Numerous cellular life processes include the organelles of cells. Their malfunction and the growth and spread of cancer are strongly connected. Understanding the mechanisms underlying diseases is made easier through the exploration of subcellular structures and their aberrant states, which could help with early diagnosis and more successful treatment.
Since its creation more than 400 years ago, the optical microscope has been used in a wide range of fields of science and technology to examine objects at the microscopic scale.
Fluorescence microscopy, in particular, has advanced significantly, moving from 2D wide-field to 3D confocal and finally to super-resolution fluorescence microscopy. This has considerably aided the advancement of contemporary life sciences.
Due to unstained cells’ poor absorption or weak scattering qualities, researchers now fail to produce enough intrinsic contrast for them using standard microscopes. Visualization can be aided by specific dyes or fluorescent markers, but it is still challenging to observe live cells for an extended period of time.
Quantitative phase imaging (QPI), which provides the unique capacity to non-destructively measure the phase delay of unlabeled specimens, has recently demonstrated promise.
However, the space-bandwidth product (SBP) of an imaging platform’s optical system essentially determines its throughput, and the scale-dependent geometric aberrations of a microscope’s optical elements fundamentally complicate efforts to raise SBP. As a result, the possible image resolution and field of view (FOV) are compromised.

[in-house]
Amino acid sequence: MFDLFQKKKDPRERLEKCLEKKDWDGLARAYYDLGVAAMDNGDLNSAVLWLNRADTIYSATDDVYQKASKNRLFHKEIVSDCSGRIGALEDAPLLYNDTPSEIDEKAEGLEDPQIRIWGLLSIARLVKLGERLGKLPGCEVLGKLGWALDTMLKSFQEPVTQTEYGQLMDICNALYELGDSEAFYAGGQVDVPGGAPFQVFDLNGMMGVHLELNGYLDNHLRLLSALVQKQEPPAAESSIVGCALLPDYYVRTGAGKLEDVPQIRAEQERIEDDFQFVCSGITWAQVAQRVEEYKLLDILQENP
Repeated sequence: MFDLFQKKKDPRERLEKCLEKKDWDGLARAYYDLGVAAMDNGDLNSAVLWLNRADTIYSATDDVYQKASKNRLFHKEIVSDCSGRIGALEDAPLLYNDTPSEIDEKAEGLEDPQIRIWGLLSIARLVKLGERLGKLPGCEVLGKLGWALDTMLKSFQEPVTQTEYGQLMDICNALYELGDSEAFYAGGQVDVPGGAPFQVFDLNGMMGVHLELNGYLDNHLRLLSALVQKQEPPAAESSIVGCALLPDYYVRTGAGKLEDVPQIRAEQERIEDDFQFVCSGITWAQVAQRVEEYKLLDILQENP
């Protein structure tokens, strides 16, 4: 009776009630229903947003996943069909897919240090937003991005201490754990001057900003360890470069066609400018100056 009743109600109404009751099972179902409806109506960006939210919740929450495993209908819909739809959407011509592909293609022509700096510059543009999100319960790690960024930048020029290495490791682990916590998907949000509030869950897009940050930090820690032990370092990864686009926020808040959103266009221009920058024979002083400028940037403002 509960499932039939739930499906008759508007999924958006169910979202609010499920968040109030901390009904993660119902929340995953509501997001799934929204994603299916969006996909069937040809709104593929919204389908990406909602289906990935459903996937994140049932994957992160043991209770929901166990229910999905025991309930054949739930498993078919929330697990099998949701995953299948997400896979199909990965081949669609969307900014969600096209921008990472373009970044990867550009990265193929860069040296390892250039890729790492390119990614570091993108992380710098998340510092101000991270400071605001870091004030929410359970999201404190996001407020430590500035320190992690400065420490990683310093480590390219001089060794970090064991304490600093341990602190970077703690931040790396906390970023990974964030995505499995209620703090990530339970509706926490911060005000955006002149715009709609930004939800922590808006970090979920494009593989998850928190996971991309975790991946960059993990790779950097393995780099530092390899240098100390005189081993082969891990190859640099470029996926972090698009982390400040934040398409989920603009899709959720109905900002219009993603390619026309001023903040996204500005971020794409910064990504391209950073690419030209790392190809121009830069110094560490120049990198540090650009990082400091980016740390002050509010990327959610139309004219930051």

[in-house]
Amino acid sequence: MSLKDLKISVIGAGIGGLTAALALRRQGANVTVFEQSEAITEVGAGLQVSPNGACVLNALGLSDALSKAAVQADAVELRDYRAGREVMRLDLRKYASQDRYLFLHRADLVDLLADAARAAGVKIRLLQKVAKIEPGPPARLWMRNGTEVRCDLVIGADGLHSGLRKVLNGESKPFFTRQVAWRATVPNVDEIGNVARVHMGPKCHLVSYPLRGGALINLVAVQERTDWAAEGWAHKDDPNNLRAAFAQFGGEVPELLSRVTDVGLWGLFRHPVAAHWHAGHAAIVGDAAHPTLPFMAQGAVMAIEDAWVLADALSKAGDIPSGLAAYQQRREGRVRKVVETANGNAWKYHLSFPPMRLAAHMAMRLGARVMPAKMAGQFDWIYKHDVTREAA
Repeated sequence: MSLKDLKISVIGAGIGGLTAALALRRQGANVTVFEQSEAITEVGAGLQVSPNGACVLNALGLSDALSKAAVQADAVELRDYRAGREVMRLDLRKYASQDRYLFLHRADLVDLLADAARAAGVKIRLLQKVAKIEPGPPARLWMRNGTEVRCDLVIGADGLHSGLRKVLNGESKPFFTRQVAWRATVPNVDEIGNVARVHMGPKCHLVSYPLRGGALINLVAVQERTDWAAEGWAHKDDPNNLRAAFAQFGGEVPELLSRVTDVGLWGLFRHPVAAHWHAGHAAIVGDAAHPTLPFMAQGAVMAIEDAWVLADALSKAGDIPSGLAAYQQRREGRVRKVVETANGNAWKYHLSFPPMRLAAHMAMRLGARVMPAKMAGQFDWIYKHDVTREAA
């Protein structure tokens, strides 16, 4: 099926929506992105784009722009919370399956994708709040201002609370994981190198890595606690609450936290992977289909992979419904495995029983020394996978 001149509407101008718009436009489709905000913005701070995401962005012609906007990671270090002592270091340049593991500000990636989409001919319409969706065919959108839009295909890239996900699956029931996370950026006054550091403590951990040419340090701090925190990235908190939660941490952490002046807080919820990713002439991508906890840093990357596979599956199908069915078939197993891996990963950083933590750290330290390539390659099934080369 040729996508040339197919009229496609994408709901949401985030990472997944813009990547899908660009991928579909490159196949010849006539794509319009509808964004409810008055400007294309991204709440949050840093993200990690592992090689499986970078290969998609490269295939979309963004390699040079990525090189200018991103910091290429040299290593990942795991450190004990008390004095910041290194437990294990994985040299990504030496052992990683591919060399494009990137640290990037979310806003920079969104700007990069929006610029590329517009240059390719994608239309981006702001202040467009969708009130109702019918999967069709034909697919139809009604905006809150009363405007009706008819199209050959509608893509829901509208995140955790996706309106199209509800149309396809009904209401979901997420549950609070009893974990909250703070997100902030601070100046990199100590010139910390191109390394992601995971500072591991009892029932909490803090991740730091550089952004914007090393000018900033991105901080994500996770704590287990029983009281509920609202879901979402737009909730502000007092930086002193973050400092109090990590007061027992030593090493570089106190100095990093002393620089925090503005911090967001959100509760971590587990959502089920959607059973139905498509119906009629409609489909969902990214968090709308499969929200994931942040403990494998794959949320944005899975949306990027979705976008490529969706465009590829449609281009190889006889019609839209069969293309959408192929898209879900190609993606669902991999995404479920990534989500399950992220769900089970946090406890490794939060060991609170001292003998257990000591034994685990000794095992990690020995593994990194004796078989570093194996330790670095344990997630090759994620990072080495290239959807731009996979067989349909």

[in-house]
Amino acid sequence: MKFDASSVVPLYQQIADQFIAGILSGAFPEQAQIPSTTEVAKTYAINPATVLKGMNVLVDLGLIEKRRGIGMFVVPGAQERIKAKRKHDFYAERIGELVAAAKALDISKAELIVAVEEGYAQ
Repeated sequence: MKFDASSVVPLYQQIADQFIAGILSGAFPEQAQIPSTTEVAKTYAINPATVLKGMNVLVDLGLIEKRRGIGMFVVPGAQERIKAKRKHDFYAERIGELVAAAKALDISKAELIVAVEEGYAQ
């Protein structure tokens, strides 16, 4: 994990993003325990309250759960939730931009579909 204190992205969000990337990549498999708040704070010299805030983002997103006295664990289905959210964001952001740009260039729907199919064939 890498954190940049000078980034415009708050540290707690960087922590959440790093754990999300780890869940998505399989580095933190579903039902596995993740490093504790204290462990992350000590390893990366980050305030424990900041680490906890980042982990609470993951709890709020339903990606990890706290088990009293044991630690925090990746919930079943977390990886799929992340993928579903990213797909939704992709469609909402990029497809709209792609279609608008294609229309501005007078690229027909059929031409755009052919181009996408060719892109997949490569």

To enable accurate detection and quantitative analysis of subcellular features and events, a method for attaining label-free, high-resolution, and large FOV microscopic imaging is required.
To do this, scientists from the University of Hong Kong and Nanjing University of Science and Technology (NJUST) recently created a label-free high-throughput microscopy technique based on hybrid bright/darkfield illuminations.
According to a study published in Advanced Photonics, the “hybrid brightfield-darkfield transport of intensity” (HBDTI) method for high-throughput quantitative phase microscopy significantly increases the sample spatial frequencies that can be accessed in the Fourier space, thereby increasing the maximum achievable resolution by about five times over the coherent imaging diffraction limit.
They establish a forward imaging model for nonlinear brightfield and darkfield intensity transport based on the illumination multiplexing and synthetic aperture principles. The coherent diffraction limit can now be exceeded by HBDTI with this model.
Using a commercial microscope with a 4×, 0.16 NA objective lens, the team performed HBDTI high-throughput imaging, achieving 488-nm half-width imaging resolution within a FOV of roughly 7.19 mm2, resulting in a 25× increase in SBP over the case of coherent illumination.
In large-scale cell research, noninvasive high-throughput imaging enables subcellular structure delineation.
HBDTI offers a simple, high-performance, low-cost, and universal imaging tool for quantitative analysis in life sciences and biomedical research. Given its capability for high-throughput QPI, HBDTI is expected to provide a powerful solution for cross-scale detection and analysis of subcellular structures in a large number of cell clusters.”
Chao Zuo, Study Corresponding Author and Principal Investigator, Smart Computational Imaging Laboratory, Nanjing University of Science and Technology
Zuo points out that more work is required to encourage the rapid application of HBDTI in large-group live cell analysis.
Lu, L., et al. (2022). Hybrid brightfield and darkfield transport of intensity approach for high-throughput quantitative phase microscopy. Advanced Photonics. doi.org/10.1117/1.AP.4.5.056002